Tiger Woods is to return to therapy after he speaks publicly for the first time about his infidelity, according to a letter from PGA Tour commissioner Tim Finchem that was obtained by The Associated Press.
Finchem's letter to the PGA Tour policy board and other officials explained why Woods chose Friday to make his first public comments, which are to be televised live by all the major networks.
Woods's statement comes during the Match Play Championship, sponsored by Accenture, the first company to drop Woods as a pitchman.
"As we understand it, Tiger's therapy called for a week's break at this time during which he has spent a few days with his children and then will make his statement before returning," Finchem said in a letter Thursday. "Accordingly, there was very little flexibility in the date for the announcement."
Woods will speak to a small group of "friends, colleagues and close associates" at 11 a.m. ET in the Sunset Room on the second floor of the TPC Sawgrass, home of the PGA Tour.
The letter shed no light on whether Woods plans to return to the tour anytime soon.
Ernie Els was among players who were upset Woods had chosen the week of a World Golf Championship for a public appearance that was sure to take attention away from the tournament.
"It's selfish," Els told Golfweek magazine.
Finchem told reporters in Marana, Ariz., this week that he didn't think Woods's appearance would undermine Accenture, and that Woods's handlers "have their own reasons for their schedule."
In the letter, he said the tour discussed the timing with Accenture and "they understand that the PGA Tour was not involved in determining the timing of the statement." Finchem also noted that Woods's comments would be over well before television coverage of the third round from Dove Mountain.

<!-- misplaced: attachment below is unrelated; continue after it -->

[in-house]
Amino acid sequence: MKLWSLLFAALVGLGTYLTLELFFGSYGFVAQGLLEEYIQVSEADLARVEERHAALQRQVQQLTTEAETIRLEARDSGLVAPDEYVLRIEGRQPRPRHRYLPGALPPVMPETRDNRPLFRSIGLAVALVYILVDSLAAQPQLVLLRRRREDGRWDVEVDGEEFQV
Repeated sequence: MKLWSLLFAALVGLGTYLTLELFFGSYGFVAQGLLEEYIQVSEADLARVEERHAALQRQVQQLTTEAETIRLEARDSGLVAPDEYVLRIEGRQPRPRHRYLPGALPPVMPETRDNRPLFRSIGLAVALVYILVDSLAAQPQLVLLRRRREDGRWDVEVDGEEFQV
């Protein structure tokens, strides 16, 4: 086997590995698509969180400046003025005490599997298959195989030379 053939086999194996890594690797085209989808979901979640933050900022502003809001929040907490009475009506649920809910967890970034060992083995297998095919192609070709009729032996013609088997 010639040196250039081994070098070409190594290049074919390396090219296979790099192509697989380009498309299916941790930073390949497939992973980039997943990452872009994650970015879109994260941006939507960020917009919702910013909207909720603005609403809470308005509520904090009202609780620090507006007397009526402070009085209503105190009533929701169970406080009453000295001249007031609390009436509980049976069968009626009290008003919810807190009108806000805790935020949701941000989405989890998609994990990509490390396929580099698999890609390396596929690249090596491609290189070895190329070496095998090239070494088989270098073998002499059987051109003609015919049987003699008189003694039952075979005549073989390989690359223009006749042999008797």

The PGA Tour made available its sprawling, Mediterranean-styled clubhouse for the announcement and was helping set up adjacent ballrooms at the nearby Sawgrass Marriott, where the media can watch Woods on closed-circuit TV. Finchem said in the letter that Woods's management asked for the facilities, and "we agreed as we would for any member of the PGA Tour."
No other PGA Tour player could command this kind of attention, though.
Woods is one of the most recognized athletes in the world. Television ratings double when he is in contention, which has happened a lot on his way to winning 71 times on the PGA Tour and 14 majors, four short of the record held by Jack Nicklaus.
No other athlete had such a spectacular fall. Accenture and AT&T have ended their endorsement contracts with him, and Woods has become the butt of jokes on everything from late shows to Disney performances.
In the hours leading up to his appearance, it already was shaping up as a major event.
Along with familiar faces, Woods's management team invited a limited number of news and sports media.
"This is not a press conference," Mark Steinberg, Woods' agent, said Wednesday.
Three wire services — The Associated Press, Reuters and Bloomberg — were invited. The Golf Writers Association of America was offered a pool of three reporters, negotiated for six reporters, then its board of directors voted overwhelmingly not to participate.
"I cannot stress how strongly our board felt that this should be open to all media and also for the opportunity to question Woods," said Vartan Kupelian, president of the 950-member group.
"The position, simply put, is all or none. This is a major story of international scope. To limit the ability of journalists to attend, listen, see and question Woods goes against the grain of everything we believe."
The public hasn't had a clean look at Woods's face since photos Wednesday showed him jogging in his neighborhood outside Orlando.
More pool photos were released Thursday showing him hitting balls on the practice range; Woods never allowed his picture taken on the range last year when returning from knee surgery.
Far more compelling, however, will be the sound of his voice. Woods has not been heard in the 78 days since a magazine released a voicemail he allegedly left one of the women to whom he has been romantically linked, warning that Woods's wife, Elin Nordegren, might be calling.
Instead of going on Oprah or another national television show to break the ice, Woods essentially will be speaking to the lone camera allowed in the room. It will be televised via satellite.